by Jeremy McCullough
The word ‘resiliency’ is often used in discussions related to preparing for or dealing with the after-effects of a hurricane or a flood, but it is an important consideration when managing various other types of disasters, too. Today’s construction specifiers and building owners are increasingly hearing this word because of a different type of emergency—a fiscal one.
This is not the first time the world is facing an economic downturn, and it certainly will not be the last. However, with universal stay-at-home orders,
it is one of the first times building occupancy is very low at such a large scale. How can owners weather the storm, take action now, and bounce back as life returns to normal? In the pursuit of resiliency, the industry is progressively turning to Internet of Things (IoT)-based design in building management systems, lighting, HVAC, controls, security, and more. This adoption not only saves time and money in the long run, but also makes buildings more attractive to prospective occupants, especially important in the competitive climate that is likely to occur in the coming months.
With today’s digital buildings, owners are afforded more tools than in traditional facilities, saving capital and investment, and ensuring the health and safety of all occupants. With the rise of millennials and Generation X in the workforce (38 percent in 2019 and a projected 58 percent in 2028), occupants and facility staff alike will expect—not just appreciate—connected buildings. The expectation, built from a digital-native life of smartphones, pervasive internet connectivity, and a growing investment in smart home devices, makes an IoT-based and digital workplace essentially mandatory. Incorporating that consideration into any construction project, whether a single building or an entire campus, ensures projects stand out among an abundance of options for prospective occupants or buyers, and remains resilient in the face of economic uncertainty.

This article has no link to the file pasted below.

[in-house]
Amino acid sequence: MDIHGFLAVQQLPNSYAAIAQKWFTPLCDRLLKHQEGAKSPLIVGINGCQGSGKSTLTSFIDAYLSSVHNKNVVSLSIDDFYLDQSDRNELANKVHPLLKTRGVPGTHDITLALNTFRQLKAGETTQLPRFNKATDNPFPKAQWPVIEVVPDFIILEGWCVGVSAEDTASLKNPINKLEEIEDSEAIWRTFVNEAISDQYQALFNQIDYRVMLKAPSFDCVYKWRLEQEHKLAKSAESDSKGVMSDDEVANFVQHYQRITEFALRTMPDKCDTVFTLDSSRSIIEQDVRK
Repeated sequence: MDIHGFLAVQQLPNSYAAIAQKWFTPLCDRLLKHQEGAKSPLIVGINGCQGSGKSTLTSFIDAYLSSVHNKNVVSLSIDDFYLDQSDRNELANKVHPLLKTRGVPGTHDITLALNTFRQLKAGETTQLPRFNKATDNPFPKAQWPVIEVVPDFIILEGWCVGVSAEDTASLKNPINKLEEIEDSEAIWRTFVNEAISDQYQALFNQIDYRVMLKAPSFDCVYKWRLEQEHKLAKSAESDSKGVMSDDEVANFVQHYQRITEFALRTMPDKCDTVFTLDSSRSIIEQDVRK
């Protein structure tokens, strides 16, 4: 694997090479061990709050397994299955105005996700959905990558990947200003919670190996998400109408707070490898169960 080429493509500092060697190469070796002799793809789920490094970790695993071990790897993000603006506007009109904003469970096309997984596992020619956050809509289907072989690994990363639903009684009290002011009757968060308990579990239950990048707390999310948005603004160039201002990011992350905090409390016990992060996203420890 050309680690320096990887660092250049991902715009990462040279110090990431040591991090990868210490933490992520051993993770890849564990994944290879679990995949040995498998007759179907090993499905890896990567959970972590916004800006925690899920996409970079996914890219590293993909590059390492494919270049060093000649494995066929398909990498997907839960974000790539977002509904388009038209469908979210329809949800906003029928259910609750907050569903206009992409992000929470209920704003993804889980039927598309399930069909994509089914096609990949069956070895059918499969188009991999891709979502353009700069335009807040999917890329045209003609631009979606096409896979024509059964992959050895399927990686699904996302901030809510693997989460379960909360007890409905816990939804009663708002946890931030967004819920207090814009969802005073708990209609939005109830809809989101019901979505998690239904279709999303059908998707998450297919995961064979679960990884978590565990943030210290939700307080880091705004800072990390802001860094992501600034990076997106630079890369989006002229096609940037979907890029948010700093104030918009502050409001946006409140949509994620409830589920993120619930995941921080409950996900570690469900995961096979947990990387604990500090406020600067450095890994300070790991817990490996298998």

Making the case for a digital building
One of the biggest hurdles that design professionals face when trying to integrate IoT-based and digital technologies is convincing stakeholders to buy into the decision in the first place, as these services are considered expensive, with little return on investment. Too often, clients are looking to build a property and sell it quickly, with no consideration for the ultimate end-user’s comfort or ease of use. However, this discards the added value IoT implementation can tack on to the sale price. Digital implementors today are seeing large increases in rental and occupancy rates, as well as a very significant rise in the sell-through number—as much as 15:1—in additional monetary return when the building is sold.
The conversation to garner buy-in is important, but that is only truly effective when done at the very beginning of the specifying process—and only when it is between all verticals and disciplines involved. To conduct a successful project, all parties must be at the table to discuss the how and the why from the outset. If not, it could create greater costs in the long run. For example, imagine an electrical specifier makes the decision to digitize the building, and, therefore, adds a motorized breaker control system to the design. However, the general contractor decides to remove it from the job due to perceived costs. Ultimately, the mechanical team will have to adjust their installation and include onsite buildout of an additional panel, CTs, and relays because the digital communication in the motorized breaker is no longer available. In the end, the cost of removing the motorized panel is greater than if they would have left it in the job. Also, it would have provided a nicer, more efficient solution for the end-user.
To reach a consensus on the utility of a digital building, a design professional can then highlight the numerous advantages of IoT-solutions.
Remote management & 24/7 commissioning
In this day and age, remote management is important, giving facility managers and owners the flexibility to operate a building or multiple structural portfolios without being onsite. This is useful when a time-sensitive issue arises during off-hours, which in a traditional building would take up to 48 hours and a significant dollar spend to address. Without an IoT-based system, course correction would involve rolling a maintenance truck out to identify the issue after hours; then if maintenance does not have the tools or knowledge on hand to fix, they would have to leave and then return to the site; get connected; troubleshoot the issue; and ultimately fix it. With a digital building and its connected metering, HVAC, and lighting, among other installations, facility managers can pinpoint exactly what is going on and often put the system back in use remotely within minutes. Even if it is not possible to fix remotely, like a broken valve, one can still send in an appropriately trained maintenance crew, armed with complete knowledge of the issue and the exact tools they need to fix the valve—saving everyone involved time and money.